Exceptional London cop Nicholas Angel is involuntarily transferred to a quaint English village and paired with a witless new partner. While on the beat, Nicholas suspects a sinister conspiracy is afoot with the residents.
1987: A 13 year old natural born dancer with fire in his heels and snakes in his hips is working himself up to explode all over the UK Junior Salsa Championships. But then: a freakish bullying incident on the mean streets of London robs him of his confidence, and our young hero finds his life diverted down a very different path. So it is that 22 years later, an adult Bruce Garrett (Nick Frost) finds himself out-of-shape and unloved - trapped in a downward spiral of self-pity, repression and Nando's take-outs. Only Julia (Rashida Jones), his smart, funny, gorgeous new American boss, gives him reason to live. But she's untouchable. Out of his league, so he imagines, with her perfect smile and perfect life. Unknown to Bruce however, Julia has issues all of her own. Luckily for him, she also has a secret passion. Then there's Drew (Chris O'Dowd), his alpha male colleague and horny king-monkey of the office. With Drew making no secret of his desire to get (his words) "all up inside Julia",... Written by
In the scene were Bruce and Drew are dancing in the parking lot a car beeps to pass by and in the car is Simon Pegg. See more »
The end-credits magazine clipping "Sales Employee Of The Month" says that Helen Morgan has been selected since she met all the criteria "with flying colors". Since the film is set in England, that should be "colours". See more »
Synthetic, less friction means less blisters. Unless you like blisters. Who likes blisters?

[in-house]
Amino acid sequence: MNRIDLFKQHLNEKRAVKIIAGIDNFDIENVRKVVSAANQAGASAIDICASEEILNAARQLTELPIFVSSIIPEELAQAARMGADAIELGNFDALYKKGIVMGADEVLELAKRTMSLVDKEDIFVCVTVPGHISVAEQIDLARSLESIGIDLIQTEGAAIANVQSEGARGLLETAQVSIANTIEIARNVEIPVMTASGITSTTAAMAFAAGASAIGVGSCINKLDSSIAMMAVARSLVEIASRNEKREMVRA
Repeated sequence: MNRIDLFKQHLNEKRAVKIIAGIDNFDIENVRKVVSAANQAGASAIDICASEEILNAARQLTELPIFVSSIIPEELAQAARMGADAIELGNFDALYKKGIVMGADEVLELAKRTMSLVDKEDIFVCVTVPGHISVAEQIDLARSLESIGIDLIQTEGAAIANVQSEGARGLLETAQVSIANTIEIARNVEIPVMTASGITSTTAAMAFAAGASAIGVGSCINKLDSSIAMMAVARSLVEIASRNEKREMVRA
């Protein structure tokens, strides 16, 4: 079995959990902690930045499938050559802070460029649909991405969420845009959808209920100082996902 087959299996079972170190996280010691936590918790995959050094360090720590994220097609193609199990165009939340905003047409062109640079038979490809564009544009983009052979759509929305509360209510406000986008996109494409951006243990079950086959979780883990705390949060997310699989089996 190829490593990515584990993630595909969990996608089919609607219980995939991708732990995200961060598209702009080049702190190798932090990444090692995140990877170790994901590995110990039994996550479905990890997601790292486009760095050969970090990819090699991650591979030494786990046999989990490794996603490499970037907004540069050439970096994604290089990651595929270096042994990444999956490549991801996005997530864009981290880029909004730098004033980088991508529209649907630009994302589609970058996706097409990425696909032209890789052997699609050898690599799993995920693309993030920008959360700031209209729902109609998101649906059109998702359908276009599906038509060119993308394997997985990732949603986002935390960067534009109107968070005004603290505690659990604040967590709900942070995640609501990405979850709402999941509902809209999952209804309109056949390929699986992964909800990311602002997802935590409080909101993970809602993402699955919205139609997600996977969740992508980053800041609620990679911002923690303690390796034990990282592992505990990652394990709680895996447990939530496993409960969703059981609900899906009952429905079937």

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Several characters appear in newspaper clippings in the end credits, including Chris O'Dowds character in his new job. See more »
Watching films like the present one is, under some respects, a rite: we know in advance what is awaiting us, we can easily imagine what will happen, how things will turn, how they will end. So when we start watching we wonder mainly one thing: will the story develop as we expect, will our expectations be happily confirmed or on the contrary will something unpleasant let us down? Which is exactly what doesn't have to happen.
Knowingly or not we are seeking for something that will sooth our anxiety, like a balm. This is the prerequisite. Then we check if the film is OK, if it makes us laugh, if the story is original, if it surprises us, if the funny characters are actually funny... and so on.
Well according to me everything is OK in this nice movie, the story is good, the characters are catching and everything is as it had to be: funny and entertaining. A good British answer to American comedies.
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